drawers of the chest are of such a size that the Altar hangings lie flat and opened to their entire width. These drawers are on rollers and can be easily pulled out, to allow for the caring of the contents.
The hangings are lovely in materials and embroidery. There are two sets of white ones, one used more commonly and ornamented by a very richly embroidered gold cross. This was made by the Altar Guild. The white set used on High Festivals, such as Christmas and Easter, and which was made by the Sisters of St. John Baptist in new York, was the gift of Mrs. W. W. Broga in memory of her father, Mr. James E. Mackintosh. The purple hangings used in Advent and Lent were made by the Altar Guild, while the green ones used on all days not Feasts or having special significance, was given by Mrs. W. C. Simons, and was made by the Sisters of St, John Baptist in New York. The red set, made also by these sisters, was given by Miss Ellen W. Egbert, in memory of her grandmother, Mrs. Nathan Adams.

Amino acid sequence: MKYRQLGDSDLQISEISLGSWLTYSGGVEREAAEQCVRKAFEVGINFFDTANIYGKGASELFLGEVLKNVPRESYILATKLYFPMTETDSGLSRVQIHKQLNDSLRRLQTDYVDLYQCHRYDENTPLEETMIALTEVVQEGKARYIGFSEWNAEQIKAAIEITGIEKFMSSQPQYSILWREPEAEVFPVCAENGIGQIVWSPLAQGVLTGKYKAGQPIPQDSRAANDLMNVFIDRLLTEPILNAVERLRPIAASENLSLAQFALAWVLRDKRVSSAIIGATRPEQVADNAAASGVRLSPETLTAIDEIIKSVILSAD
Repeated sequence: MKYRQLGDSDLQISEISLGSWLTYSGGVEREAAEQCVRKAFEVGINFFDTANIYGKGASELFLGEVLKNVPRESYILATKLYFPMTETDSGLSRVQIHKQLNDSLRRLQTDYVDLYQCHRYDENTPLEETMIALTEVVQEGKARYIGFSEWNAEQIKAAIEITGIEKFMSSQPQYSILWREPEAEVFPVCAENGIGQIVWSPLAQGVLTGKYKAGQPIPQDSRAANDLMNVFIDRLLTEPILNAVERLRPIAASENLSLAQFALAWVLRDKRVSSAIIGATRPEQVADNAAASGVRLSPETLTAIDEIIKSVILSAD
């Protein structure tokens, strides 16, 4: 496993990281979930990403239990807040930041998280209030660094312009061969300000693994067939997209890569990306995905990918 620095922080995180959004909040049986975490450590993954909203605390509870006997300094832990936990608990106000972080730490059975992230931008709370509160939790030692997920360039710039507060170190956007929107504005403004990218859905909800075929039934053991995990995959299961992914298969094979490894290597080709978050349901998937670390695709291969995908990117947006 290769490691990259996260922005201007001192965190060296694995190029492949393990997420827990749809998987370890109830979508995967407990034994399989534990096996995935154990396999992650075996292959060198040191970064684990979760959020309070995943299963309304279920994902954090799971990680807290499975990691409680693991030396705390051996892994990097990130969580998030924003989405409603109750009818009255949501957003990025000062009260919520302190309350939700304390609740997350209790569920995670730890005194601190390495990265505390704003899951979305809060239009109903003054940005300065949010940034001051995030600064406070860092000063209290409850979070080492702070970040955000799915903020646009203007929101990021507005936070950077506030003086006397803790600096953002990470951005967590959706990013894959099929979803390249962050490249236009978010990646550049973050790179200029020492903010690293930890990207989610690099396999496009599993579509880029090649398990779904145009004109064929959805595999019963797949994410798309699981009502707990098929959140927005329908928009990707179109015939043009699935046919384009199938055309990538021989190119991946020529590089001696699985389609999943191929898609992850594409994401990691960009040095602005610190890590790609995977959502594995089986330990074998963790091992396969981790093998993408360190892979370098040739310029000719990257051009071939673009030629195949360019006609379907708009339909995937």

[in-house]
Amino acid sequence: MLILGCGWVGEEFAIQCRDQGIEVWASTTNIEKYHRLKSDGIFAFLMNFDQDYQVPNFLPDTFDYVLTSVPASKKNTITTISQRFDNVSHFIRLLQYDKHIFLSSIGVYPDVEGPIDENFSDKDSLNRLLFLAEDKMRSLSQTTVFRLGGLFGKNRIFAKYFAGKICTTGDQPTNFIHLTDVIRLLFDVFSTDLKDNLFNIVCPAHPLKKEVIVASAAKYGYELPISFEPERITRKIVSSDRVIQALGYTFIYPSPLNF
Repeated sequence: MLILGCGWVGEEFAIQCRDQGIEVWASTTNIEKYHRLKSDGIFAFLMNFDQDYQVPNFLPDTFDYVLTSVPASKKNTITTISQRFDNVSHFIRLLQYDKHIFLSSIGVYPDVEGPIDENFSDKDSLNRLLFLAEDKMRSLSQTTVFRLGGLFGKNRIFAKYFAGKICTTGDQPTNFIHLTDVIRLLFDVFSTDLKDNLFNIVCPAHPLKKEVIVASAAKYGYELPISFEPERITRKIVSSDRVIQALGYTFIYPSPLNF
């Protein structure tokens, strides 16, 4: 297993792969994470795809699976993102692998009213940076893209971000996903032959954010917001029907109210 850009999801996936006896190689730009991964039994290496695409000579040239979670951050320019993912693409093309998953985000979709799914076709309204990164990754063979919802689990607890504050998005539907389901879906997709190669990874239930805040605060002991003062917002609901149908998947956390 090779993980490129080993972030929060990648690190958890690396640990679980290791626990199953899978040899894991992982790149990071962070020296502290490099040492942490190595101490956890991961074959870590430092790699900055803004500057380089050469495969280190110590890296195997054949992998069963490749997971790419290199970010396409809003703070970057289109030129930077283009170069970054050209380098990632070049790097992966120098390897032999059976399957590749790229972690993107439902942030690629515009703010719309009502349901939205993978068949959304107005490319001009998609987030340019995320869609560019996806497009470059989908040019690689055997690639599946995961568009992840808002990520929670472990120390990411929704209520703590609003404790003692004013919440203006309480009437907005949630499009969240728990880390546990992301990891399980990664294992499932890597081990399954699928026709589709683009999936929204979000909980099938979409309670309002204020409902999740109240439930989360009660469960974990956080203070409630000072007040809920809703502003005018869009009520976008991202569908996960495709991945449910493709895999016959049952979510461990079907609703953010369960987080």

In this chest is kept the pall used at funerals. It was made by the Sisters of St. Margaret in Boston. The inscription beautifully embroidered reads, "External rest, grant unto them O Lord, and light perpetual shine upon them." The church borrowed a pall to use at the funeral of the Right Rev. Alexander H. Vinton, D. D., first Bishop of this Diocese as they did not have one at that time. This pall given by Mr. Skinner was borrowed by Roman Catholic Diocese for use at the funeral of the late Bishop Beaven. When a pall is used it is not customary to place flowers on the casket.
Among the Altar linens kept in the smaller drawers of the chest if the Fair Linen Cloth given by Mr. Ernest W. Baxter in memory of his mother. The lace, made by his sister, and the embroidery of this piece are beautiful. There is also a linen Credence Table cover given by Mrs. H. K. Baker, while the piece of exquisite Mexican drawn work and embroidery used in Christ church as a corporal was the gift of Mrs. Frank Wesson. The use of colors, marking the church seasons was